Canadian Manufacturing

Canadian government considered taxing soft drinks

The finance ministry commissioned an internal document outlining how other governments have introduced various taxes on similar products


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Workers at a Brampton, Ont., Coca-Cola bottling plant approved a new three-year deal by a vote of 83 per cent, ending a three-week strike. PHOTO Coca-Cola

In 2014, Mexico introduced a tax on sweetened beverages of eight cents a litre. PHOTO Coca-Cola

OTTAWA—Federal Finance Minister Bill Morneau’s office requested an internal analysis last winter to examine the potential impacts of introducing a tax on soft drinks.

A January briefing note listed several jurisdictions that have tried to reduce the consumption of sugary and fat-filled foods and drinks. It said other governments have introduced various taxes and other plans on these unhealthy products “with differing results.”

Here’s how the Finance Department outlined some international examples:

• Denmark: In 2012, the Danish government repealed its 15-month old “fat tax” and announced it would ditch a sugar-tax proposal amid concerns it would have a negative financial impact on low-income earners. Products that contained more than 2.3 per cent saturated fat were taxed at a rate of about $3.30 per kilogram of fat. In 2013, Denmark also repealed its decades-old levy on soft drinks, which was about 40 cents a litre.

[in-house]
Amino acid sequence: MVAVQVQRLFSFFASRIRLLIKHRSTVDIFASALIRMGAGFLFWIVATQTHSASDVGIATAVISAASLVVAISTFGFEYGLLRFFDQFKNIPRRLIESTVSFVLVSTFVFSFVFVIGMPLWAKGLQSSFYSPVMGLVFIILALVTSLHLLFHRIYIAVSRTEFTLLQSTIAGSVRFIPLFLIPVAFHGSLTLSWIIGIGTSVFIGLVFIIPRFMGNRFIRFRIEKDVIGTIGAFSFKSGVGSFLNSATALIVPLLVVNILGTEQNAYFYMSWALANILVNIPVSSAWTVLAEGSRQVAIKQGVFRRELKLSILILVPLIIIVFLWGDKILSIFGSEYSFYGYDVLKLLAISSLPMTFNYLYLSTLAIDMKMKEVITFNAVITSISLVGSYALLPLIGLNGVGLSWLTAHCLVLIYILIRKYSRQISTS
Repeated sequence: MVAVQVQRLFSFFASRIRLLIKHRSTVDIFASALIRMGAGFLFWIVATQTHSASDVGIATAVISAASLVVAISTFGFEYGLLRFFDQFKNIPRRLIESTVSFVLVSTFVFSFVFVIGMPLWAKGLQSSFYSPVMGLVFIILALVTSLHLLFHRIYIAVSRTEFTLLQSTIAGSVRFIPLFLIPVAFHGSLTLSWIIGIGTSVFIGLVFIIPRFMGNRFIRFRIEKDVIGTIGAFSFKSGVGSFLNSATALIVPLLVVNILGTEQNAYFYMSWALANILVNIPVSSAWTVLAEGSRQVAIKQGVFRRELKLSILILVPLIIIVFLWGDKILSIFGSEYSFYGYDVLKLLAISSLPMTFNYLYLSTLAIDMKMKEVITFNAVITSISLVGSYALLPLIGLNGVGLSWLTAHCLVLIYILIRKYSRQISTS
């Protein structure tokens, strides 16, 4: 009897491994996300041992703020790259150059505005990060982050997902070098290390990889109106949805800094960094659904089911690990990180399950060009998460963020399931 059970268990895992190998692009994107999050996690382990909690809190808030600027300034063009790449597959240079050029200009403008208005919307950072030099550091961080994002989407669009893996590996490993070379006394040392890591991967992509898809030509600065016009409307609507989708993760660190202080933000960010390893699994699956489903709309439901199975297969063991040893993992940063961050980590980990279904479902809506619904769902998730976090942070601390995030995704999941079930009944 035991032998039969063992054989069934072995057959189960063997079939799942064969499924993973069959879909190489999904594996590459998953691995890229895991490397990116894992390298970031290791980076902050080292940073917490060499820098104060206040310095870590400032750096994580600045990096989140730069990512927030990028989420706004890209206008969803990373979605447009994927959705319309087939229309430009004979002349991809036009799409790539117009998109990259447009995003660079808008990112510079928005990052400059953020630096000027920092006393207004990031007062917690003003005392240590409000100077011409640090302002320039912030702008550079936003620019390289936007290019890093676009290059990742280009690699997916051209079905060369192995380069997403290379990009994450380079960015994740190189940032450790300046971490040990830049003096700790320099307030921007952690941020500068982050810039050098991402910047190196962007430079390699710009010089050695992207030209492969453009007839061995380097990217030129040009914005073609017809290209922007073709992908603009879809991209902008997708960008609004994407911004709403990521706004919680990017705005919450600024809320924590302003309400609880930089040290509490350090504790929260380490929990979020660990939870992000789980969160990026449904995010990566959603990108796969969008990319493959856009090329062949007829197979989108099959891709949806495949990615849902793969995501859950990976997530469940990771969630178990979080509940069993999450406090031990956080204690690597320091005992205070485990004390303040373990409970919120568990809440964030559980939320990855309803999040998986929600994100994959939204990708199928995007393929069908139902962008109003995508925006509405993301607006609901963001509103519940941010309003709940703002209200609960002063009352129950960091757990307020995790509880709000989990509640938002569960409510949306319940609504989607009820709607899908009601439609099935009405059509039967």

• Mexico: In 2014, Mexico introduced a tax on sweetened beverages of eight cents a litre and another on “junk food” of eight per cent for products containing more than 275 calories per 100 grams. Morneau’s memo said initial reports suggested soft-drink purchases have fallen by about 10 per cent since the tax was imposed. It noted, however, that it could take years to determine the effectiveness of the tax. The document also said there’s no information on whether consumers turned to other high-caloric products as substitutes.

• Berkeley, Calif.: Last year, the city introduced a tax of about 33 cents a litre on drinks with added sugar, such as soda pop, juices, energy drinks and iced teas. Morneau’s briefing note said early evidence suggests that the tax has only been partly passed on to consumers through retail prices _ thus limiting its effect on discouraging people from buying these drinks.

• New York City: Morneau’s document also highlighted a non-tax plan to limit consumption. In 2013, the city sought to impose a 16-ounce size limit on bottled and fountain drinks sold at places like restaurants, corner stores, sports venues and movie theatres. The memo said the ban never came into effect because it was overturned by the courts. Even an attempt to re-introduce the ban in 2014 failed after a court ruled the city had “exceeded the scope of its regulatory authority,” the memo said.


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